After lunch I stopped back with the bouquet. Dad was still sitting up, eyes wide and unblinking, mouth agape, and hands tracing the route of the suspended ceiling's grid. He looked like a flight attendant pointing to the exits during the safety demo. Oblivious to me, I arranged the flowers, chatted about lunch, took off his glasses and cleaned them. He grabbed the glasses back and returned to communing with the ceiling. Pair of L lines receding toward the horizon.
Spur of the moment, I headed to downtown Dallas for free admission First Saturday at the Nasher Sculpture Center. I needed art. I needed free. I needed driving directions! "You cain't get thar from hyere" should be the Mavs welcome to Heat fans. Downtown is a massive detour due to construction on the Woodall Rodgers deck park that will change the freeway into a tunnel with a giant urban park above (take a virtual fly-through at the link). For now you cain't fly through. You cain't exit. You cain't backtrack. You cain't find the parking garage at the Dallas Museum of Art to save your life. Not even from the three-point line.
While I was struggling to get off of Woodall Rodgers to circle back to the Arts District, I got a view of the Margaret Hunt Hill Bridge, also under construction. The bridge is the first of a proposed trio designed by Santiago Calatrava for the Trinity River Project. It would be nice if the construction went as quickly as this time-lapse video.
While it looked like I might be stuck on the Interstate all the way north to Denton, I was able to exit at Victory Avenue. This was as up-close as I've been to the site of tonight's game three of the NBA Finals. It figures that I was lost at the time.
The good news is that my auto travails were completely worth it. The Nasher Center has an outdoor exhibit, "Statuesque" with very fun works by Aaron Curry in blazing pink and lime green.
The bright colors contrast with the dark figures of Thomas Houseago. (Both these artists were born in 1972). Hut, hut, hut! The works resemble football centers from this angle.
What about the balloons? What about the communing? That's a whole different exhibit on the lower level of the Nasher Center. "Whole different" doesn't begin to describe the experience of "Sightings: Martin Creed".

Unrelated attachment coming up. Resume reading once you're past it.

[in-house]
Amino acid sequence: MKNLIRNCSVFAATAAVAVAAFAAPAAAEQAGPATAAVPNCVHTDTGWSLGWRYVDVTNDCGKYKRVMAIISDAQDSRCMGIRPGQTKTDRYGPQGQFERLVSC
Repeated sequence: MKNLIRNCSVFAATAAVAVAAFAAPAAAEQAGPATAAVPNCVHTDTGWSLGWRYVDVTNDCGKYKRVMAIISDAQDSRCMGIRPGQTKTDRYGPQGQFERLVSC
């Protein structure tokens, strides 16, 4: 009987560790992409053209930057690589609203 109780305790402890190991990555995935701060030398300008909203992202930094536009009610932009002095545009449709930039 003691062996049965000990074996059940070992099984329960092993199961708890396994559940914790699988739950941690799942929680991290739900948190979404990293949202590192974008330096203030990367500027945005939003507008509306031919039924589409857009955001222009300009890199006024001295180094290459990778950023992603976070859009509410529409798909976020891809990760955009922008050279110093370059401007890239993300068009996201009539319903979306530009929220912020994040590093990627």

Walk down the stairs, and the balloon-filled room grabs your vision. But, wait, these are musical stairs. Each step plays a tone. You and everyone else is making the strange music filling the museum.
Wait in a long line with anticipation building for your turn inside the balloon room. A few people lost their nerve, as I would have in my anxiety days. When you get to the arrangement of cacti you are on deck. No eyeglasses allowed in the balloons. It would be easy to lose them. You begin to anticipate the static effect on your hair before you even enter. The atmosphere is that electric.
You are in! You are pushing your way through balloons. You push them up for a glimpse of the ceiling. It takes surprising effort to move. You push until you find a wall, then turn. It's loud. Kids are shrieking with joy. You push through balloons to find a person pushing toward you and both shriek with surprise! It is cool, and not as humid as expected. There's plenty of air, of course in all the spaces between balloons. You breathe and fill with joy. All other thoughts are gone. You are IN ORANGE BALLOONS. What else could there be?
Your five minutes are ending. You find the windows, and then the door. People are taking photos of you through the windows, documenting reactions. You are pleased to emerge without letting any balloons escape. You feel a bond with everyone who has been inside. You may never be quite the same. You have been on a very odd detour!
© 2011 Nancy L. Ruder